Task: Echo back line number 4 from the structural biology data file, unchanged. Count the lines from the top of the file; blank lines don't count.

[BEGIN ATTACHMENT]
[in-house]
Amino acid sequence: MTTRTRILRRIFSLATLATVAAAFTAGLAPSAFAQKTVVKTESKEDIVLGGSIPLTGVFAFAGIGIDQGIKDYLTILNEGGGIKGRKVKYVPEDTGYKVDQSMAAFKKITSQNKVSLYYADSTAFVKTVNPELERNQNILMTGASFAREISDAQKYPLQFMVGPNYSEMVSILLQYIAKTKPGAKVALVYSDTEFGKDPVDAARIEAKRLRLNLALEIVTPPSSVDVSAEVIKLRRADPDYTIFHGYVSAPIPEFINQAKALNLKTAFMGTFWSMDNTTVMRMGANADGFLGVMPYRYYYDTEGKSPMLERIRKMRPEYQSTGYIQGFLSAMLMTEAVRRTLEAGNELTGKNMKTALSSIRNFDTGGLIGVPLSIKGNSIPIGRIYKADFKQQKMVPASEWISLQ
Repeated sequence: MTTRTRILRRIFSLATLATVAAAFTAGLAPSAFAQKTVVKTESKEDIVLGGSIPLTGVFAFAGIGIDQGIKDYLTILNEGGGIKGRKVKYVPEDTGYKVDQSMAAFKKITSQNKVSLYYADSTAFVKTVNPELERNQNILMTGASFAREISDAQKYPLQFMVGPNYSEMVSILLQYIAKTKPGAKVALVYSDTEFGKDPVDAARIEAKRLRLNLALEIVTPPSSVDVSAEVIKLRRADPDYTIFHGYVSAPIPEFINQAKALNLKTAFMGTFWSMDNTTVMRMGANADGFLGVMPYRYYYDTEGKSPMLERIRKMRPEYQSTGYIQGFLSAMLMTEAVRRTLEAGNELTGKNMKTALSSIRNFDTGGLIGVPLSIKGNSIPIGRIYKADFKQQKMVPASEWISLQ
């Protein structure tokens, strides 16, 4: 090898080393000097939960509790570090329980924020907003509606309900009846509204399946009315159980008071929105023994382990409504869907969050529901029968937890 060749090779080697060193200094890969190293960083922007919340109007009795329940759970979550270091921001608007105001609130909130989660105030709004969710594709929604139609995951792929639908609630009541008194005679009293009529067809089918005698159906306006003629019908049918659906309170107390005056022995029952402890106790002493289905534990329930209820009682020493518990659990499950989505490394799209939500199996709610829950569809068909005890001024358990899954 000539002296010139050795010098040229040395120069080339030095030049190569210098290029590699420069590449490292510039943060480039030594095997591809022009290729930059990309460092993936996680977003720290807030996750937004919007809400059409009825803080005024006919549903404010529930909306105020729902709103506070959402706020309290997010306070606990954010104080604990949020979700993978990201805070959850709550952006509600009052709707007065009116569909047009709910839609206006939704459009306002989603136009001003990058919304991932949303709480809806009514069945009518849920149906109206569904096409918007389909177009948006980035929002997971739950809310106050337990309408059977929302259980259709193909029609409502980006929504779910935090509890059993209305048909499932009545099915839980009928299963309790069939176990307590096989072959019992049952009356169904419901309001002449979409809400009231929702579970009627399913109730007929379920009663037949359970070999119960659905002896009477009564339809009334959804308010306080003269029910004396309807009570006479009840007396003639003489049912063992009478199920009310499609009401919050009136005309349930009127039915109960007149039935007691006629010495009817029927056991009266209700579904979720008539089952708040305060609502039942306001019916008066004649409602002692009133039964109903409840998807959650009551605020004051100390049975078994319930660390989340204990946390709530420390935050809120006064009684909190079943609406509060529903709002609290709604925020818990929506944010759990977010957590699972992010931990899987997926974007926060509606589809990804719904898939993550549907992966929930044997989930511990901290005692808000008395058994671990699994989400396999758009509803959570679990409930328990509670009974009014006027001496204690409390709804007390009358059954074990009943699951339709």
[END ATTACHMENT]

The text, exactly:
């Protein structure tokens, strides 16, 4: 090898080393000097939960509790570090329980924020907003509606309900009846509204399946009315159980008071929105023994382990409504869907969050529901029968937890 060749090779080697060193200094890969190293960083922007919340109007009795329940759970979550270091921001608007105001609130909130989660105030709004969710594709929604139609995951792929639908609630009541008194005679009293009529067809089918005698159906306006003629019908049918659906309170107390005056022995029952402890106790002493289905534990329930209820009682020493518990659990499950989505490394799209939500199996709610829950569809068909005890001024358990899954 000539002296010139050795010098040229040395120069080339030095030049190569210098290029590699420069590449490292510039943060480039030594095997591809022009290729930059990309460092993936996680977003720290807030996750937004919007809400059409009825803080005024006919549903404010529930909306105020729902709103506070959402706020309290997010306070606990954010104080604990949020979700993978990201805070959850709550952006509600009052709707007065009116569909047009709910839609206006939704459009306002989603136009001003990058919304991932949303709480809806009514069945009518849920149906109206569904096409918007389909177009948006980035929002997971739950809310106050337990309408059977929302259980259709193909029609409502980006929504779910935090509890059993209305048909499932009545099915839980009928299963309790069939176990307590096989072959019992049952009356169904419901309001002449979409809400009231929702579970009627399913109730007929379920009663037949359970070999119960659905002896009477009564339809009334959804308010306080003269029910004396309807009570006479009840007396003639003489049912063992009478199920009310499609009401919050009136005309349930009127039915109960007149039935007691006629010495009817029927056991009266209700579904979720008539089952708040305060609502039942306001019916008066004649409602002692009133039964109903409840998807959650009551605020004051100390049975078994319930660390989340204990946390709530420390935050809120006064009684909190079943609406509060529903709002609290709604925020818990929506944010759990977010957590699972992010931990899987997926974007926060509606589809990804719904898939993550549907992966929930044997989930511990901290005692808000008395058994671990699994989400396999758009509803959570679990409930328990509670009974009014006027001496204690409390709804007390009358059954074990009943699951339709």